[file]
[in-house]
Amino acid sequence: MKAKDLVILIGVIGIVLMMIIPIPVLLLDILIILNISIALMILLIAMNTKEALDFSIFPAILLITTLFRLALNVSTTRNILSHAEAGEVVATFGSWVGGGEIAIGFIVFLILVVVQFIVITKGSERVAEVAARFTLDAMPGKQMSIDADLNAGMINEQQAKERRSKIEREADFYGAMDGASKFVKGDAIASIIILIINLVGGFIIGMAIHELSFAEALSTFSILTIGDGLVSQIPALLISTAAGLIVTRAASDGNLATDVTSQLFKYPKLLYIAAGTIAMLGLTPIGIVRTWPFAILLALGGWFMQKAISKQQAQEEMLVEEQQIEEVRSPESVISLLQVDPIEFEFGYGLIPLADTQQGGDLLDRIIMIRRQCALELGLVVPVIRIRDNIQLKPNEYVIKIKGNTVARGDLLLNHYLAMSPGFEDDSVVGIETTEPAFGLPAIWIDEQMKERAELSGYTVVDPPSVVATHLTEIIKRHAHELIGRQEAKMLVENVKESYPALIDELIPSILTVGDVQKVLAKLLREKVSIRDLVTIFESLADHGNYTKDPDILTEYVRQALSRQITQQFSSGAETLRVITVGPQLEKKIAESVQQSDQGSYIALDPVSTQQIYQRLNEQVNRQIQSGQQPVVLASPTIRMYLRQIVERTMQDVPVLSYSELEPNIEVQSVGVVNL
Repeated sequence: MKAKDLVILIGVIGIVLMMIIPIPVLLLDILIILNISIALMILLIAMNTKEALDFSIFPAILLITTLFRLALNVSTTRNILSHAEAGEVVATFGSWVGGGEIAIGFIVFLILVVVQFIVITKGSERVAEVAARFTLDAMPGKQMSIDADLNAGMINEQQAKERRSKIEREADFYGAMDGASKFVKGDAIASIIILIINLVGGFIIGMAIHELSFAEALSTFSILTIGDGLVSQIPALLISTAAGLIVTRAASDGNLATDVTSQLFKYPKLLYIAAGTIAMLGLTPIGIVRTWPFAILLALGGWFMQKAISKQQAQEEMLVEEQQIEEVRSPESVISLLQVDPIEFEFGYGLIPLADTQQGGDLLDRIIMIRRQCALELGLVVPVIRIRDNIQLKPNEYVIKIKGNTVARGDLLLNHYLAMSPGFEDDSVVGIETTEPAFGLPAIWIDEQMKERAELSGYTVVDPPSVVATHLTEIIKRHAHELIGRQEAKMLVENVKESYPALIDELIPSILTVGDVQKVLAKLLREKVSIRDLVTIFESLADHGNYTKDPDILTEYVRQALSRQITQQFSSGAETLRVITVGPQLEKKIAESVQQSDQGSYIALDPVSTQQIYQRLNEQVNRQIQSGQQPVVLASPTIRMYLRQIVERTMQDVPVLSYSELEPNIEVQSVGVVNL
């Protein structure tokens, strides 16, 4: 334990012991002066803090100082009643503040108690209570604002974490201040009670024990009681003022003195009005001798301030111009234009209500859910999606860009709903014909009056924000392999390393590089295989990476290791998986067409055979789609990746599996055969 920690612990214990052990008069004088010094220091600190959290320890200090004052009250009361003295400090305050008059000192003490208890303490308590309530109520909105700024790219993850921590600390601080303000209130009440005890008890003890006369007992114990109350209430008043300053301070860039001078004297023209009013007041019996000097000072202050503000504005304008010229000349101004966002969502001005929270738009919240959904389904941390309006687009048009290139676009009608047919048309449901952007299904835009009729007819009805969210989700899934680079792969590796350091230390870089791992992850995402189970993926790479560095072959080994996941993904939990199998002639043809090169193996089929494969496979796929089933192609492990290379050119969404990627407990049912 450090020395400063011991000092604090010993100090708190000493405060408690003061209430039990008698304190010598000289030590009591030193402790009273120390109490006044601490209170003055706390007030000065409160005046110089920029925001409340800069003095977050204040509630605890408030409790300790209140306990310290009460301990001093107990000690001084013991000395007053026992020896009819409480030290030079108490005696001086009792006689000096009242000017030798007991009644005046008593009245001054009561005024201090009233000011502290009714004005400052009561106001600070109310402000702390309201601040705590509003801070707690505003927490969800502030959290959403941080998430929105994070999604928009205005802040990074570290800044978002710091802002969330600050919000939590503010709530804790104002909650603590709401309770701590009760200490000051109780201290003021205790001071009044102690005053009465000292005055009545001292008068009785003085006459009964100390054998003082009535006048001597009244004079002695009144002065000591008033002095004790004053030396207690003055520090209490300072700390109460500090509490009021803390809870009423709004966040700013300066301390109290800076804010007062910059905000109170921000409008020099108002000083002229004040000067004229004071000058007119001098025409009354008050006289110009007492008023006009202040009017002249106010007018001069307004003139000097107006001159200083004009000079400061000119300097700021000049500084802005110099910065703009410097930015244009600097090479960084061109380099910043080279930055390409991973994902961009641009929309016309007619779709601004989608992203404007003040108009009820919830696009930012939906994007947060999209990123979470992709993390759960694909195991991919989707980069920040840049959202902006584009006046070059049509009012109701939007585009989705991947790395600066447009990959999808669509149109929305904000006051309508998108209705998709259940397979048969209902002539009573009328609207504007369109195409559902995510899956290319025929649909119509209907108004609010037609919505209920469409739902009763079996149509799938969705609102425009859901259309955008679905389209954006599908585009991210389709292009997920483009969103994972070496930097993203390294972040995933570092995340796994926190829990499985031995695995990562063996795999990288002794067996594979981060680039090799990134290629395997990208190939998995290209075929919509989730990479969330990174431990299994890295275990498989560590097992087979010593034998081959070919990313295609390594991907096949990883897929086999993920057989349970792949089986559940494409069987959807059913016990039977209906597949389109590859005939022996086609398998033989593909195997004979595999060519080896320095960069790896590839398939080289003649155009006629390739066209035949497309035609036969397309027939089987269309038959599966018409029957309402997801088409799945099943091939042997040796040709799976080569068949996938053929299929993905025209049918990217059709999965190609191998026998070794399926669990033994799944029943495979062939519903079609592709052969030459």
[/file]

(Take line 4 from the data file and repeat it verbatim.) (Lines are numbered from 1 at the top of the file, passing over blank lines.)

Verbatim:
């Protein structure tokens, strides 16, 4: 334990012991002066803090100082009643503040108690209570604002974490201040009670024990009681003022003195009005001798301030111009234009209500859910999606860009709903014909009056924000392999390393590089295989990476290791998986067409055979789609990746599996055969 920690612990214990052990008069004088010094220091600190959290320890200090004052009250009361003295400090305050008059000192003490208890303490308590309530109520909105700024790219993850921590600390601080303000209130009440005890008890003890006369007992114990109350209430008043300053301070860039001078004297023209009013007041019996000097000072202050503000504005304008010229000349101004966002969502001005929270738009919240959904389904941390309006687009048009290139676009009608047919048309449901952007299904835009009729007819009805969210989700899934680079792969590796350091230390870089791992992850995402189970993926790479560095072959080994996941993904939990199998002639043809090169193996089929494969496979796929089933192609492990290379050119969404990627407990049912 450090020395400063011991000092604090010993100090708190000493405060408690003061209430039990008698304190010598000289030590009591030193402790009273120390109490006044601490209170003055706390007030000065409160005046110089920029925001409340800069003095977050204040509630605890408030409790300790209140306990310290009460301990001093107990000690001084013991000395007053026992020896009819409480030290030079108490005696001086009792006689000096009242000017030798007991009644005046008593009245001054009561005024201090009233000011502290009714004005400052009561106001600070109310402000702390309201601040705590509003801070707690505003927490969800502030959290959403941080998430929105994070999604928009205005802040990074570290800044978002710091802002969330600050919000939590503010709530804790104002909650603590709401309770701590009760200490000051109780201290003021205790001071009044102690005053009465000292005055009545001292008068009785003085006459009964100390054998003082009535006048001597009244004079002695009144002065000591008033002095004790004053030396207690003055520090209490300072700390109460500090509490009021803390809870009423709004966040700013300066301390109290800076804010007062910059905000109170921000409008020099108002000083002229004040000067004229004071000058007119001098025409009354008050006289110009007492008023006009202040009017002249106010007018001069307004003139000097107006001159200083004009000079400061000119300097700021000049500084802005110099910065703009410097930015244009600097090479960084061109380099910043080279930055390409991973994902961009641009929309016309007619779709601004989608992203404007003040108009009820919830696009930012939906994007947060999209990123979470992709993390759960694909195991991919989707980069920040840049959202902006584009006046070059049509009012109701939007585009989705991947790395600066447009990959999808669509149109929305904000006051309508998108209705998709259940397979048969209902002539009573009328609207504007369109195409559902995510899956290319025929649909119509209907108004609010037609919505209920469409739902009763079996149509799938969705609102425009859901259309955008679905389209954006599908585009991210389709292009997920483009969103994972070496930097993203390294972040995933570092995340796994926190829990499985031995695995990562063996795999990288002794067996594979981060680039090799990134290629395997990208190939998995290209075929919509989730990479969330990174431990299994890295275990498989560590097992087979010593034998081959070919990313295609390594991907096949990883897929086999993920057989349970792949089986559940494409069987959807059913016990039977209906597949389109590859005939022996086609398998033989593909195997004979595999060519080896320095960069790896590839398939080289003649155009006629390739066209035949497309035609036969397309027939089987269309038959599966018409029957309402997801088409799945099943091939042997040796040709799976080569068949996938053929299929993905025209049918990217059709999965190609191998026998070794399926669990033994799944029943495979062939519903079609592709052969030459």